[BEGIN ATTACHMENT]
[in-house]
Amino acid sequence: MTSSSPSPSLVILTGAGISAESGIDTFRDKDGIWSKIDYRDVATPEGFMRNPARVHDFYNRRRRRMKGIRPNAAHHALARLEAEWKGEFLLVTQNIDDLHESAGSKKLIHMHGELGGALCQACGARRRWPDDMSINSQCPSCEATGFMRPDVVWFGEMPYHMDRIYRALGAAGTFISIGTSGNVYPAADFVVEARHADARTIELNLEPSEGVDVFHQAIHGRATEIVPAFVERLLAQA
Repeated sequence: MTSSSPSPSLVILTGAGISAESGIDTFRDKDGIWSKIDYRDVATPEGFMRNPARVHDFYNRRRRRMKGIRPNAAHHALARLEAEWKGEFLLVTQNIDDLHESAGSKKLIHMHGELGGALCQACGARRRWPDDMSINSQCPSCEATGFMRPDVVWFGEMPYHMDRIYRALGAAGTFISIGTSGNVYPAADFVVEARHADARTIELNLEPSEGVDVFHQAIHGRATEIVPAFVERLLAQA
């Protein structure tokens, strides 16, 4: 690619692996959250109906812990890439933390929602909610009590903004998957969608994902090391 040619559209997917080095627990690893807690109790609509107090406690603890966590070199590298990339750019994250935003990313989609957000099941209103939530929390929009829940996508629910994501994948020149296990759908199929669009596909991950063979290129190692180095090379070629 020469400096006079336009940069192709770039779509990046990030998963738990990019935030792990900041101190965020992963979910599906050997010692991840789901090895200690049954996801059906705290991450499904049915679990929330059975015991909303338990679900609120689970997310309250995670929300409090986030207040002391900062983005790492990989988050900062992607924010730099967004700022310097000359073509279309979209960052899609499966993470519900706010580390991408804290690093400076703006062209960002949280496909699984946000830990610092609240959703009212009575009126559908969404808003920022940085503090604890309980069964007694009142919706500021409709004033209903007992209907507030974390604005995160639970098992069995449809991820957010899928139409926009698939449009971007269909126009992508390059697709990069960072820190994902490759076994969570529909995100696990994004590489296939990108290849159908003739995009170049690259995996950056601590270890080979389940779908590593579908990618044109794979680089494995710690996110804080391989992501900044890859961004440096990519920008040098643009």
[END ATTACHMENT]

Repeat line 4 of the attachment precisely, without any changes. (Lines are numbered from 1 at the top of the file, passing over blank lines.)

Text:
């Protein structure tokens, strides 16, 4: 690619692996959250109906812990890439933390929602909610009590903004998957969608994902090391 040619559209997917080095627990690893807690109790609509107090406690603890966590070199590298990339750019994250935003990313989609957000099941209103939530929390929009829940996508629910994501994948020149296990759908199929669009596909991950063979290129190692180095090379070629 020469400096006079336009940069192709770039779509990046990030998963738990990019935030792990900041101190965020992963979910599906050997010692991840789901090895200690049954996801059906705290991450499904049915679990929330059975015991909303338990679900609120689970997310309250995670929300409090986030207040002391900062983005790492990989988050900062992607924010730099967004700022310097000359073509279309979209960052899609499966993470519900706010580390991408804290690093400076703006062209960002949280496909699984946000830990610092609240959703009212009575009126559908969404808003920022940085503090604890309980069964007694009142919706500021409709004033209903007992209907507030974390604005995160639970098992069995449809991820957010899928139409926009698939449009971007269909126009992508390059697709990069960072820190994902490759076994969570529909995100696990994004590489296939990108290849159908003739995009170049690259995996950056601590270890080979389940779908590593579908990618044109794979680089494995710690996110804080391989992501900044890859961004440096990519920008040098643009």